Submission Type

Poster

Start Date

22-4-2020 12:00 AM

Abstract

We surveyed the intensity of competition for reef space between sponges and corals at the Rocky Point patch reef adjacent to San Salvador Island, The Bahamas. Our working hypothesis was that, because of a dearth of predators, fast growing, chemically unprotected sponges more likely to be involved in competitive interactions. Results indicate that competition for reef space was widespread, but contrary to our hypothesis no sponge or coral species was disproportionately more involved in these interactions. These results contradict previous studies on Rocky Point reef and in our discussion we propose an explanation for this discrepancy.

Comments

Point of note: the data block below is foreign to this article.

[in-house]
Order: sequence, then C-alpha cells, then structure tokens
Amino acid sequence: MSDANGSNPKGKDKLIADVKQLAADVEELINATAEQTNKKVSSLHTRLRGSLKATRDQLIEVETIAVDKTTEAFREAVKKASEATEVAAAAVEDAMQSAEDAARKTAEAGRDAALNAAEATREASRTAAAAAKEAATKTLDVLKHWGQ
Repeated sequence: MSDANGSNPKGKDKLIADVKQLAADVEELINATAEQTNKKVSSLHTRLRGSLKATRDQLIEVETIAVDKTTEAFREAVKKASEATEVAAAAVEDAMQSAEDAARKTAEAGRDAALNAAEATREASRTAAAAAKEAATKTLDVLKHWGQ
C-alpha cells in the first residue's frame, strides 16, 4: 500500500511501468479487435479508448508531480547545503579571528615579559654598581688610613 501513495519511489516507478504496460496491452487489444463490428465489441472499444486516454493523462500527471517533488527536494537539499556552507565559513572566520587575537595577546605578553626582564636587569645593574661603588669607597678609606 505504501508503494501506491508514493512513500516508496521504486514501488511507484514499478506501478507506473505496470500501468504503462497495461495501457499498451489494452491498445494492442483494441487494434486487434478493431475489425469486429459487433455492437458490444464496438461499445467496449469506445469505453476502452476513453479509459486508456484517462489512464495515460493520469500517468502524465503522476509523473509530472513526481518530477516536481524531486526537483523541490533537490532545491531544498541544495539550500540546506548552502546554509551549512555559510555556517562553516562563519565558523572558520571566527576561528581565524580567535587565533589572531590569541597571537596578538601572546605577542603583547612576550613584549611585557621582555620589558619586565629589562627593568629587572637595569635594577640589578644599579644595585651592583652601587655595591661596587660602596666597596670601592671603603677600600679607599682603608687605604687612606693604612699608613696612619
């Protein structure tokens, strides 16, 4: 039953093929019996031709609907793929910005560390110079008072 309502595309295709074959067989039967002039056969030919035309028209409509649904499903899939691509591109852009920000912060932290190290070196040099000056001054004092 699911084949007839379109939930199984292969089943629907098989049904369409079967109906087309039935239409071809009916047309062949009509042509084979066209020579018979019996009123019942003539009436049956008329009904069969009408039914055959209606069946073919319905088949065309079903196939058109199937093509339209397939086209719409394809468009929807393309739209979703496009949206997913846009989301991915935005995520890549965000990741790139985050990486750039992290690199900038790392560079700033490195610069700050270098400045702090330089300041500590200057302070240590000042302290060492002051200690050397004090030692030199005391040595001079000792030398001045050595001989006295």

Sponsored by D Over

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Apr 22nd, 12:00 AM

135— Coral-Sponge Interactions on Rocky Point Reef, San Salvador, Bahamas

We surveyed the intensity of competition for reef space between sponges and corals at the Rocky Point patch reef adjacent to San Salvador Island, The Bahamas. Our working hypothesis was that, because of a dearth of predators, fast growing, chemically unprotected sponges more likely to be involved in competitive interactions. Results indicate that competition for reef space was widespread, but contrary to our hypothesis no sponge or coral species was disproportionately more involved in these interactions. These results contradict previous studies on Rocky Point reef and in our discussion we propose an explanation for this discrepancy.

 

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